Batman lit up like a light bulb…grins from ear to ear. I put out my witch puppet hand to see if he would shake it. He did. “I’m pleased to shake Batman’s hand,” I said. He started jumping up and down. “She’s pleased to shake Batman’s hand!” he shouted with glee. With a smile from ear to ear he put the glow stick around his neck, clutched his candy, took his father’s hand and practically danced out of the barn. And I thought…I may be dressed as a witch, but I was a priest just now! It was a holy moment, and it was not the only one of the evening.
The role of the priest is to provide a safe way for people to approach the frightening vastness of God and to discover that what seems fearsome from the outside is actually a place filled with gifts for those who will trust the provider. Little Batman saw unfamiliar and frightening things when first he looked…he could not come in on his own. But with my help…even though I was initially part of the scary scene…he gained the courage and the trust to enter. He couldn’t get the gift himself…it had to be given to him…but once he received a gift from my hand, all was well. And when I said I was pleased to shake his hand, he ceased to be a frightened boy in a Batman costume and became the superhero he was intended to be.
The role of the priest is to connect us to God when we cannot do so for ourselves. There are many reasons why we find ourselves unable to reach God. Fear is one of them. We read about this when Israel was in the desert and came to Mt. Sinai to receive the Ten Commandments. The mountain is shaking and smoking and making all sorts of noise and the people push Moses out in front saying, “OK, Moses, you go talk to God. We’re going to stay back here a bit. You go talk to Him and come tell us what He has to say. We don’t think we want to go near that mountain.”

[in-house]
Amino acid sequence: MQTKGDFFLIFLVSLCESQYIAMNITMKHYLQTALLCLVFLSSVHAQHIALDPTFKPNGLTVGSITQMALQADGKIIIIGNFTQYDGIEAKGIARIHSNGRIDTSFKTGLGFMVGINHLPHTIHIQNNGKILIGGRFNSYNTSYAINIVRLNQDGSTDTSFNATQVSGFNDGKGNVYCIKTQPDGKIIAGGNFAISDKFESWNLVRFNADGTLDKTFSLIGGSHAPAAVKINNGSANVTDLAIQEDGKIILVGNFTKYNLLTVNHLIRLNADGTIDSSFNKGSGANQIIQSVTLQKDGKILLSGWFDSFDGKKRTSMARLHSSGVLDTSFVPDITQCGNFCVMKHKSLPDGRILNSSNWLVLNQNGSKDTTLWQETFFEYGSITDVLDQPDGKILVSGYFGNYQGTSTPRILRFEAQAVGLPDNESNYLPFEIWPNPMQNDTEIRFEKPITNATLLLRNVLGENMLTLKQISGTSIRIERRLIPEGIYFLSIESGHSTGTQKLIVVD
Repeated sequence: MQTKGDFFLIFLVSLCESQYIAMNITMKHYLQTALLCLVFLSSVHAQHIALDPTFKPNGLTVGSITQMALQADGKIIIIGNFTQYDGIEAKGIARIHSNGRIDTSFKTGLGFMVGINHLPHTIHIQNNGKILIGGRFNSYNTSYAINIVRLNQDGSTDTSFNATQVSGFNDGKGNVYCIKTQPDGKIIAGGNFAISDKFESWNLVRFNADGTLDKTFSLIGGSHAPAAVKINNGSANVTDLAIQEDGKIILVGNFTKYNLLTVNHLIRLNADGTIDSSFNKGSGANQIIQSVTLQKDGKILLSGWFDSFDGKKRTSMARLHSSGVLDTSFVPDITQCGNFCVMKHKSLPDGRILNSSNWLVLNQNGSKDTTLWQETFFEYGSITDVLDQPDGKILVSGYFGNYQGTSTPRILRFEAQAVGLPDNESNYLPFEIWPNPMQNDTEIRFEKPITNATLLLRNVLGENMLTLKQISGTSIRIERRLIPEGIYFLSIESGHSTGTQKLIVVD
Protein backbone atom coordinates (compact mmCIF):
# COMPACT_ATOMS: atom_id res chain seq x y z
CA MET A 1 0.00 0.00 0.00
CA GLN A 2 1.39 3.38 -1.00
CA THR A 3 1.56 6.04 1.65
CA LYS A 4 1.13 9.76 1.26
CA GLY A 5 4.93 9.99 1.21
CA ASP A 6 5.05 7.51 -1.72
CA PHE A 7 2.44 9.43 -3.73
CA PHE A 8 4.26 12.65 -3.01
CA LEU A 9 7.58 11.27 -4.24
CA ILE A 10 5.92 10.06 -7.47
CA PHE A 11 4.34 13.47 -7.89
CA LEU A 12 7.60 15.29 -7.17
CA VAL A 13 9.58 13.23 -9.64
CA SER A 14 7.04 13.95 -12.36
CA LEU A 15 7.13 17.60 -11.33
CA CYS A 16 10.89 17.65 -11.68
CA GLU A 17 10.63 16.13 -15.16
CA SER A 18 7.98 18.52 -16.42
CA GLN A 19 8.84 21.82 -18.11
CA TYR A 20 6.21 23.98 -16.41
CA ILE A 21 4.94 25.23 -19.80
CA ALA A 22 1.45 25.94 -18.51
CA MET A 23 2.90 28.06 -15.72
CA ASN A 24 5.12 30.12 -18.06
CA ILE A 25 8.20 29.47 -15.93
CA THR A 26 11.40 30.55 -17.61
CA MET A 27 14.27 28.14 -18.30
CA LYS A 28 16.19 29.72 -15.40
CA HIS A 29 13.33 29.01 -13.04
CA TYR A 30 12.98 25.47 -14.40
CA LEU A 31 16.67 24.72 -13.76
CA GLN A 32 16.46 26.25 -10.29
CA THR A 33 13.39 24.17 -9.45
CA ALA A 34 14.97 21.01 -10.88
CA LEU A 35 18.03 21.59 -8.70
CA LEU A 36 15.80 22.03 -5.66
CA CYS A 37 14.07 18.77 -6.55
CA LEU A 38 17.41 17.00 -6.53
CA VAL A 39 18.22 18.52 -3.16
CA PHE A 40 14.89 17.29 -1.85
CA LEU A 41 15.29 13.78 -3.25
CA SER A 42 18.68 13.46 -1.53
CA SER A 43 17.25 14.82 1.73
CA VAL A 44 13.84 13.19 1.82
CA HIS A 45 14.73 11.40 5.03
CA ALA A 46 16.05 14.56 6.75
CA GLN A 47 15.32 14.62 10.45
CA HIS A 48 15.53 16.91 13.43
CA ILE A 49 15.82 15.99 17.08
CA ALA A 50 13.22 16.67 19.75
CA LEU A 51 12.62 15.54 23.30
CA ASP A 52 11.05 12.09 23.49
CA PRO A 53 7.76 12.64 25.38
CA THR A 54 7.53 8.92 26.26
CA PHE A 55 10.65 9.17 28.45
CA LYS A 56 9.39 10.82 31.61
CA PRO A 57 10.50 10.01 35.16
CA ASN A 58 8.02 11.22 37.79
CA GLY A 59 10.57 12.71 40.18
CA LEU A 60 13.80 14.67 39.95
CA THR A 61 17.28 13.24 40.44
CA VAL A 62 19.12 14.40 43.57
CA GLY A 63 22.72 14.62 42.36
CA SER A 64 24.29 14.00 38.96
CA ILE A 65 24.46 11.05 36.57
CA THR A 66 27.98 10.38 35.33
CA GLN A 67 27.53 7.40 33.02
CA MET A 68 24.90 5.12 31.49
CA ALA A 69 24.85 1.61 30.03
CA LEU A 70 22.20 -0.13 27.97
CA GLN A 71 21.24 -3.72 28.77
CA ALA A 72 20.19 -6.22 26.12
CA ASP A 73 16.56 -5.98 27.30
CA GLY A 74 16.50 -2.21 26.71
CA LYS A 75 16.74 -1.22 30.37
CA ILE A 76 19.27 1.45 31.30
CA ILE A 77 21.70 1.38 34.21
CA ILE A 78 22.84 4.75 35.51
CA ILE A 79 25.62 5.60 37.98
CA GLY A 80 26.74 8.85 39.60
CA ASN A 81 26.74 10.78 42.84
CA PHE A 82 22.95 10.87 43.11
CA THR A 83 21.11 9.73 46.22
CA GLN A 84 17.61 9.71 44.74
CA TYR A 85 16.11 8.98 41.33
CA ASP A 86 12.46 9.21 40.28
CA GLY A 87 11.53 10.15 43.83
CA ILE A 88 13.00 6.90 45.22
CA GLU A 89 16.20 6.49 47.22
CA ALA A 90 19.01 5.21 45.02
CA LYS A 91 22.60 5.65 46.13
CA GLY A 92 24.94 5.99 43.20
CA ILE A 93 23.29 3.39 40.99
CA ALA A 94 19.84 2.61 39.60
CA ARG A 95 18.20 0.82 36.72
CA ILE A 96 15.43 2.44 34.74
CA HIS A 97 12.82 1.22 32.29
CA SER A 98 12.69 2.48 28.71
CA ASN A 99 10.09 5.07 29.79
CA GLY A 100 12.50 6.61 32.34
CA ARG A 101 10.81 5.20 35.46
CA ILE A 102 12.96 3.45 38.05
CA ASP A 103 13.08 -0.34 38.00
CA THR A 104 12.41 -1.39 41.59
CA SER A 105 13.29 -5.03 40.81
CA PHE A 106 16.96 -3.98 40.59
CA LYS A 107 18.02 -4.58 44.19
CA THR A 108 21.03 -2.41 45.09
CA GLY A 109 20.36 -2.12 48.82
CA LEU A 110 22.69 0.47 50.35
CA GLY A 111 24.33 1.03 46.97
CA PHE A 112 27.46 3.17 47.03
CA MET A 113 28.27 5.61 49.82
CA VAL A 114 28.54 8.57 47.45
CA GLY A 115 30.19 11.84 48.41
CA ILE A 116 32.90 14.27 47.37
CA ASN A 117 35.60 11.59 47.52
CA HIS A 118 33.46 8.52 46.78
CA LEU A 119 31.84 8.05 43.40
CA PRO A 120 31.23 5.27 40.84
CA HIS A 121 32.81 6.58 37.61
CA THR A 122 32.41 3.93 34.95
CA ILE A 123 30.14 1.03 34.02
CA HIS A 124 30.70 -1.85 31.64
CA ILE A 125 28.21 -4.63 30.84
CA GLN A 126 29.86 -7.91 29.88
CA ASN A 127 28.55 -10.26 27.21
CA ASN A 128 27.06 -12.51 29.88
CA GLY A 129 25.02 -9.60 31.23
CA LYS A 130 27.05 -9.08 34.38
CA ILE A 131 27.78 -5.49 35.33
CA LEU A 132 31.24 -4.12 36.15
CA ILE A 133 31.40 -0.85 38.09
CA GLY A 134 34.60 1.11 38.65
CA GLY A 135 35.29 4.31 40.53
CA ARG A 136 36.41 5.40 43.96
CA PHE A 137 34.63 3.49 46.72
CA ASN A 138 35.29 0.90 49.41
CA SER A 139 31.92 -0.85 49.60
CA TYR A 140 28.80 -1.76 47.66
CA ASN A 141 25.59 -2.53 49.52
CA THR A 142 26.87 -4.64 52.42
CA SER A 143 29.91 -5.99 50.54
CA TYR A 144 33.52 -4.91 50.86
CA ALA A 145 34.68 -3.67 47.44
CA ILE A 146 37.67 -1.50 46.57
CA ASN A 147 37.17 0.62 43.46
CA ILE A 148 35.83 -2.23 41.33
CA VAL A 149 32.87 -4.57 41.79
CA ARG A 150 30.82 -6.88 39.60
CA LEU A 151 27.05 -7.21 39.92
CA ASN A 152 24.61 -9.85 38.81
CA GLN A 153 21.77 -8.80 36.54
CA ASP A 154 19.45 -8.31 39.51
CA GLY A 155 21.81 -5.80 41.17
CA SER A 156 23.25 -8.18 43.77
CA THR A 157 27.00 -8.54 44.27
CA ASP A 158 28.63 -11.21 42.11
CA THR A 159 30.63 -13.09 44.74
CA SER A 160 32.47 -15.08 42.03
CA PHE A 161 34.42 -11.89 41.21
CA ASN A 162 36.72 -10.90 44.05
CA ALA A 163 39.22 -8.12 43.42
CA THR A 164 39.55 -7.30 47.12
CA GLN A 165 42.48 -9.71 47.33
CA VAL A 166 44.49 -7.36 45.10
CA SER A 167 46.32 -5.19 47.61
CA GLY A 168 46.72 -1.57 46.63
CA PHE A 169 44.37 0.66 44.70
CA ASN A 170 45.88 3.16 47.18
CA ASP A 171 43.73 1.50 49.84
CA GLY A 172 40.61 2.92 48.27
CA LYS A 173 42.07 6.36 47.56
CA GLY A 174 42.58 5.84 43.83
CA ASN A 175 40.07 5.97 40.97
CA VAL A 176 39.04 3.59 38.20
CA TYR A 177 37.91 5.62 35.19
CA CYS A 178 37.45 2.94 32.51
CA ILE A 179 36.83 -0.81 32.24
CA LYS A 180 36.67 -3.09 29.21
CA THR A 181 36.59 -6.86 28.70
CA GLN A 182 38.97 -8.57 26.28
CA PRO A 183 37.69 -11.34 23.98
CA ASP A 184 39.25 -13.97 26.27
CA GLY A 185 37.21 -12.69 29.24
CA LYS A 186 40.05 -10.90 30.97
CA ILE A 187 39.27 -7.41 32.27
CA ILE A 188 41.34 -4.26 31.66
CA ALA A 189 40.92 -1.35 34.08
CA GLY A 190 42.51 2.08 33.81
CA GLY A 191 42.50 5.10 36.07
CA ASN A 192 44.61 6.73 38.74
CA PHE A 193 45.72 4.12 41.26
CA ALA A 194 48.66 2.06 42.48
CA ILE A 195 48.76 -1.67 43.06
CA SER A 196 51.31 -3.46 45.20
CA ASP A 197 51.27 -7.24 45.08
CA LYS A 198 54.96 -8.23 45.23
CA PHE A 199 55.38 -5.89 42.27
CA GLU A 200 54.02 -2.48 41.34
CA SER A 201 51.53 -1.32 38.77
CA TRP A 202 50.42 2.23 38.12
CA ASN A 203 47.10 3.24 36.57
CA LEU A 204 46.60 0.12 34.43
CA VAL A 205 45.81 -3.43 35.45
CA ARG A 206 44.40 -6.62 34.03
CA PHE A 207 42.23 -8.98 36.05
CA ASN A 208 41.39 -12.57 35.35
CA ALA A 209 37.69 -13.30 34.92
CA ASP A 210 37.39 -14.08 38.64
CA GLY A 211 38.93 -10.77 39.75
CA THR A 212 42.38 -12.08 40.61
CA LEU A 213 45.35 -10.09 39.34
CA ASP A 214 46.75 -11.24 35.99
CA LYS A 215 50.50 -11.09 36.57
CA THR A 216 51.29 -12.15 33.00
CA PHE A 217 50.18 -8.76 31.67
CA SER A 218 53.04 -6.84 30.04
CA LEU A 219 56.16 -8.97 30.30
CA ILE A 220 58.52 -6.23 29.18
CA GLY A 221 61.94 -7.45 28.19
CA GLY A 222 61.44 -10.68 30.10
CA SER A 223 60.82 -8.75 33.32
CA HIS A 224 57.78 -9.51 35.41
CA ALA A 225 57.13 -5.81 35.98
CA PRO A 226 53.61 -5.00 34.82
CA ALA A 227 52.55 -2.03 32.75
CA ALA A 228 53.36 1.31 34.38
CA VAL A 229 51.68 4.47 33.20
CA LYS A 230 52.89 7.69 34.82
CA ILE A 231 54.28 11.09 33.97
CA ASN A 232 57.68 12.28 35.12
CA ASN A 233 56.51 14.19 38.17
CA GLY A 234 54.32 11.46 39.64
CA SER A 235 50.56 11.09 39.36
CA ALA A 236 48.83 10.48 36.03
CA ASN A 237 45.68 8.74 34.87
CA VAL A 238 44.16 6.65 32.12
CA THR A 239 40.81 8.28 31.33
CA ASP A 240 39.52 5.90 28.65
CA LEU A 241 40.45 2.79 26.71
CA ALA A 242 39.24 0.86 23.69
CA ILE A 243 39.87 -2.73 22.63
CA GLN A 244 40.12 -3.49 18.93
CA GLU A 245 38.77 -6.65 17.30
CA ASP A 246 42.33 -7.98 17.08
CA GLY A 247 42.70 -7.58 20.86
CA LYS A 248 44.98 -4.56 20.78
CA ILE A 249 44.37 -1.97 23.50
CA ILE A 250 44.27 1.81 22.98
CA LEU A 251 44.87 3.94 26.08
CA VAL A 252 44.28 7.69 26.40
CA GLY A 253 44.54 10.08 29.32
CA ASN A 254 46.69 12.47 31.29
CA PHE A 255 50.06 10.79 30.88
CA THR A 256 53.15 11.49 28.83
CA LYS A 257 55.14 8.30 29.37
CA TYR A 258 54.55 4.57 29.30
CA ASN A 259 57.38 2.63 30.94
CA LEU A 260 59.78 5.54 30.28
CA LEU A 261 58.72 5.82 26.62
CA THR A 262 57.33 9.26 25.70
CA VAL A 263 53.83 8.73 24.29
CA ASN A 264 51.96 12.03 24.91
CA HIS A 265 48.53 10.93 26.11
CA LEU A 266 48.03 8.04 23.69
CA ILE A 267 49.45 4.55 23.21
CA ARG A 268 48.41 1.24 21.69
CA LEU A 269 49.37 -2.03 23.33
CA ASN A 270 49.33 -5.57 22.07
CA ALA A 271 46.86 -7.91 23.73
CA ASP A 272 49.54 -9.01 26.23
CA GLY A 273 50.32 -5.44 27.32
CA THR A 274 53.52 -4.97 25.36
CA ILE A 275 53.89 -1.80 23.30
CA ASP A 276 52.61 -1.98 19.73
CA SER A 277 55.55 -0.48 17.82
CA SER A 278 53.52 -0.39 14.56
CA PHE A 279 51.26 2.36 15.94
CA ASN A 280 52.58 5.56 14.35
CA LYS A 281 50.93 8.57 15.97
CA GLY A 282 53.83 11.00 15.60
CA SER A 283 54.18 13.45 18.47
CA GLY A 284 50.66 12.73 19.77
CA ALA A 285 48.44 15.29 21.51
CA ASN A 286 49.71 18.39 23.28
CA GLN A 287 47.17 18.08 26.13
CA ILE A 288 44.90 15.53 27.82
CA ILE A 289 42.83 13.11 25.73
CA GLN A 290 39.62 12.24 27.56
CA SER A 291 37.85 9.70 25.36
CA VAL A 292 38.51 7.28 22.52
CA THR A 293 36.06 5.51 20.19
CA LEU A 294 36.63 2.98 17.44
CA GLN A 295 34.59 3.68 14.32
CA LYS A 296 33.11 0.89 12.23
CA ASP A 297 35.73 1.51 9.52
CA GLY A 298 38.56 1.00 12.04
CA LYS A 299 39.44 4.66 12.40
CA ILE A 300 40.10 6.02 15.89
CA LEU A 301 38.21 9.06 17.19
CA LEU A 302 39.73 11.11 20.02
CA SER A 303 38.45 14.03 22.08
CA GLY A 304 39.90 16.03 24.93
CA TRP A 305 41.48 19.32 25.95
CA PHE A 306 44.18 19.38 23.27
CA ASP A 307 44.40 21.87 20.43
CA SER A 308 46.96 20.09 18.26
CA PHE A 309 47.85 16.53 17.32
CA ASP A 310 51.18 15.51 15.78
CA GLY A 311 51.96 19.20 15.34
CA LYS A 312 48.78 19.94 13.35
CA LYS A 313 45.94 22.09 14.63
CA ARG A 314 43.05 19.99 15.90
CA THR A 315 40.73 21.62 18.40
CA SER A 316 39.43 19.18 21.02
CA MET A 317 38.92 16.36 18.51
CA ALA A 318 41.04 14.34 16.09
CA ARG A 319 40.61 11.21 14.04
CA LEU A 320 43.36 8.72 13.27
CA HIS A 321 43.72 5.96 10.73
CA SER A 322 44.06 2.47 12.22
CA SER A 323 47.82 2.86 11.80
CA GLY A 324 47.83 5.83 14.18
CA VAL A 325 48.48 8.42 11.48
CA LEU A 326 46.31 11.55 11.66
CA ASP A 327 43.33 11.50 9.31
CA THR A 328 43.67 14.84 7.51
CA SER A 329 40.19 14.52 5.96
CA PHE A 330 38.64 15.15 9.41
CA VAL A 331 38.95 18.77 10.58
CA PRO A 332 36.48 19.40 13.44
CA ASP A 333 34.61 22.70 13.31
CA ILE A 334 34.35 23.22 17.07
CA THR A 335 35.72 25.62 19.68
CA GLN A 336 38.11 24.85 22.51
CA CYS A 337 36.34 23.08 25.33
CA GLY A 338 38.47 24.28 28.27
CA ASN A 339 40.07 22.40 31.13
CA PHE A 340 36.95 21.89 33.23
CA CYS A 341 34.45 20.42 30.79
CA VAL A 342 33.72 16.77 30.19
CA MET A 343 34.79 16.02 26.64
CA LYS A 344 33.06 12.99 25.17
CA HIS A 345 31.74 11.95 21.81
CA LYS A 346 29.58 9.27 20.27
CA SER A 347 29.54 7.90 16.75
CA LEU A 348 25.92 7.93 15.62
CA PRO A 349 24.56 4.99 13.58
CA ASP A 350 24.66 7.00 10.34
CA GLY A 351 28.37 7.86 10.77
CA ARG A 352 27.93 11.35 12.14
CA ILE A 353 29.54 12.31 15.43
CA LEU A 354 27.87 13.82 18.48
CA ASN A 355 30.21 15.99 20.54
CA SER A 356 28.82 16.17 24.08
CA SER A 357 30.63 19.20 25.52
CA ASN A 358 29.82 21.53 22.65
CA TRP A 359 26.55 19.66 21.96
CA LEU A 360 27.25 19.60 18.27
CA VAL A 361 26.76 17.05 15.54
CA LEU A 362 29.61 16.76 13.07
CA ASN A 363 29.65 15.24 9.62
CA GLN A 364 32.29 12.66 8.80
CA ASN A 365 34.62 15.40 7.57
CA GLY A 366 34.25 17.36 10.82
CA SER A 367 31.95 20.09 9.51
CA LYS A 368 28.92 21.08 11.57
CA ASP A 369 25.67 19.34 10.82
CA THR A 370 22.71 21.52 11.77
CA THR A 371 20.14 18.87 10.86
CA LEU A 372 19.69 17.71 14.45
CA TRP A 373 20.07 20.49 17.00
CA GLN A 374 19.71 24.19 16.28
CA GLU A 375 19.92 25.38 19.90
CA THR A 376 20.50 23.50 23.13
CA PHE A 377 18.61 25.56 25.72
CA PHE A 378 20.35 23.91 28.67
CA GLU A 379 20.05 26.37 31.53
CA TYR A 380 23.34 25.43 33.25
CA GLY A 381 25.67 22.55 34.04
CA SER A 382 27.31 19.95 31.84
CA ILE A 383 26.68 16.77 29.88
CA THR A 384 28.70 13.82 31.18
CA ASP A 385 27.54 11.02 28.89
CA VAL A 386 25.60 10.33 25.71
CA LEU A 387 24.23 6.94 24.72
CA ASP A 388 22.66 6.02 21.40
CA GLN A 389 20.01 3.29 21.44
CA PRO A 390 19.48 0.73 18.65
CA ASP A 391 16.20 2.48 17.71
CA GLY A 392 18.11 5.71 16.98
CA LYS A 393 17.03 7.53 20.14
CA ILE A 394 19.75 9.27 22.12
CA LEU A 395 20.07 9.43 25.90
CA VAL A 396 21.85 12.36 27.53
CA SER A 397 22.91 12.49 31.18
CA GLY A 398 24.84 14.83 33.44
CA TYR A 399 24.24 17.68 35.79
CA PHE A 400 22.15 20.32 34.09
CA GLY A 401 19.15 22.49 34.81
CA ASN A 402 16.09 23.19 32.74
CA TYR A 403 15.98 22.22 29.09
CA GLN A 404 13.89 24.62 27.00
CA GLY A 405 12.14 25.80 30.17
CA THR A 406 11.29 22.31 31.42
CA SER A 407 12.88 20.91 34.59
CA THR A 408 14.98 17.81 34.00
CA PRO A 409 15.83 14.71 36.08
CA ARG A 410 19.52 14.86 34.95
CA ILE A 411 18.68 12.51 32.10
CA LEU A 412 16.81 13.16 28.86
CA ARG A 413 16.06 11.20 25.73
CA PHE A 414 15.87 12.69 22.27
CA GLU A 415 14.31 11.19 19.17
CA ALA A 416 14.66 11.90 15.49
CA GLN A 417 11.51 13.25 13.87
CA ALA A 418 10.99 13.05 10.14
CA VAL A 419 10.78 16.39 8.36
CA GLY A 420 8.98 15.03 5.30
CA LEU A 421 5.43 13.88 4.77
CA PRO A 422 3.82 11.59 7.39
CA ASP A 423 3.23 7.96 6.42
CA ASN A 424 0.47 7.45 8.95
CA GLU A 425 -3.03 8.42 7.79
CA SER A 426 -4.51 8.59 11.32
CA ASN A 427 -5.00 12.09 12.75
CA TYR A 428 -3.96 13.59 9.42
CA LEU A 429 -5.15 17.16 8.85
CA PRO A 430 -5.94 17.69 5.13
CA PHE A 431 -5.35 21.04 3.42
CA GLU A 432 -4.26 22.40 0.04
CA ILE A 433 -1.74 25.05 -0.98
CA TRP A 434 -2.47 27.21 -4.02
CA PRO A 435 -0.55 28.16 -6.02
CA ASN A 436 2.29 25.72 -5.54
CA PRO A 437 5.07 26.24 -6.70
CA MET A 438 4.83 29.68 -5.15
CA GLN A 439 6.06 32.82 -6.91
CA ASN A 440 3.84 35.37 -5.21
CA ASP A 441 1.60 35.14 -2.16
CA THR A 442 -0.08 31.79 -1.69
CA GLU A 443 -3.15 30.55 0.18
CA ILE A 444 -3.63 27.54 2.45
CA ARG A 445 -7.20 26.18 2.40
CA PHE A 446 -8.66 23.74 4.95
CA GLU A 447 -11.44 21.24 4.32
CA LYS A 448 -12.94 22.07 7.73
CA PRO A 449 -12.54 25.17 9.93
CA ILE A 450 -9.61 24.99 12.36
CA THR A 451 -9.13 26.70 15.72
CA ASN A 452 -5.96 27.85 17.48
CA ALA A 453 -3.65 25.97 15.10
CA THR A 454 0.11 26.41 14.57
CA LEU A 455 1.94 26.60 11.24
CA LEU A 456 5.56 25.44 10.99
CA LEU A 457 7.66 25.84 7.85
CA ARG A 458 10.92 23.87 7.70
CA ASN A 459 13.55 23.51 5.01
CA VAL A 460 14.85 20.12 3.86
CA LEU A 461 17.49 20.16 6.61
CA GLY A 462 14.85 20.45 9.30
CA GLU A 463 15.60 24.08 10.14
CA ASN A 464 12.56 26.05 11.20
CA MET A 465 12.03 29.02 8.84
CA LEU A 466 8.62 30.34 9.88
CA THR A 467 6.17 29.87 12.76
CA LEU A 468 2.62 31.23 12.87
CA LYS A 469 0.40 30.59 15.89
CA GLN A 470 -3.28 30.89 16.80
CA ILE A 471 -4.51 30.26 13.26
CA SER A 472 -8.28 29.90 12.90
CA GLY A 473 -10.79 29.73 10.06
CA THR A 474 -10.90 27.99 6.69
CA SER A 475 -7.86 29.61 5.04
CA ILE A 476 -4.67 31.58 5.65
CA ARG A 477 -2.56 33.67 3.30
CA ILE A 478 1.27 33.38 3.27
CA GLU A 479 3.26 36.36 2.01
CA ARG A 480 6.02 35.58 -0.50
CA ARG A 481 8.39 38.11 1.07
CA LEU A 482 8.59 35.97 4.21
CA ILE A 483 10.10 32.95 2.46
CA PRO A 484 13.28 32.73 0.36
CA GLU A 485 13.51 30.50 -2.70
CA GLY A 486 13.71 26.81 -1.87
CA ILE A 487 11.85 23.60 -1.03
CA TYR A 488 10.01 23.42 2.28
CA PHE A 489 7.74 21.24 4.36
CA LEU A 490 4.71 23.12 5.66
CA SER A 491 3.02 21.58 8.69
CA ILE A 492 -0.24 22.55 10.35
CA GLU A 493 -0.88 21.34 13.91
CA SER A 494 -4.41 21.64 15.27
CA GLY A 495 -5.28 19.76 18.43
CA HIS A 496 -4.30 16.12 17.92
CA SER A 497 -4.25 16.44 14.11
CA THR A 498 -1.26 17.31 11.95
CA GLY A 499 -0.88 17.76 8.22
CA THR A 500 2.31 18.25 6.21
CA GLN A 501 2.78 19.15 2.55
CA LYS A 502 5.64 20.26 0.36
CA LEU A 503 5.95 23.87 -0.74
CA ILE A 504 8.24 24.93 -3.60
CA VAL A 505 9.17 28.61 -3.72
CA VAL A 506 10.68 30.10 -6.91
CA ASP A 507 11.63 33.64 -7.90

Another reason we have trouble connecting to God is sin. God is complete and total righteousness. God is also complete love and forgiveness. But where love exists in its fullness, neither fear nor sin can enter. It’s not that God says, “No, keep out,” it’s that it’s a physical impossibility for both things to exist in the same space. Sin and God are like matter and antimatter coming together. Love is such a massively good and powerful force that fear and sin get exploded off the map if they try to come near.
That’s where the High Priest of the Jewish tradition comes in. Many priests helped people approach God and offer their sacrifices day after day. But it was only the great High Priest that could offer a sacrifice for the sins of the nation. Once a year, on the Day of Atonement, the High Priest went in alone to the Holy of Holies…the innermost part of the Temple…to offer a sacrifice of atonement for all the people. He wore special garments with jewels that had the names of the twelve tribes of Israel on them, so the names of all people were symbolically brought before God.
Only the High Priest could enter the Holy of Holies…ever. And everyone knew it wasn’t entirely safe in there. That’s where the ark of the covenant was…the ark that was often captured and taken to other cities, bringing plagues to enemies and blessings to the towns of Israel. If it was touched, even by accident, by someone other than the High Priest, they died on the spot. Sometimes the High Priest would receive visions at this time, as Zechariah does when he is told that his wife Elizabeth will have a child that he is to name John. He doesn’t believe God and God makes him mute until the child’s birth.
Only the High Priest can make atonement for all of the sins of all of the people. An interesting piece relates to the cities of refuge. The Law of Moses specified that if you killed somebody, you could run to certain identified cities…cities of refuge…and as long as you remained in those cities, no one could seek vengeance on you. When a High Priest died, all of those who had escaped to a city of refuge were allowed to return home without harm. The life of the High Priest bought their forgiveness.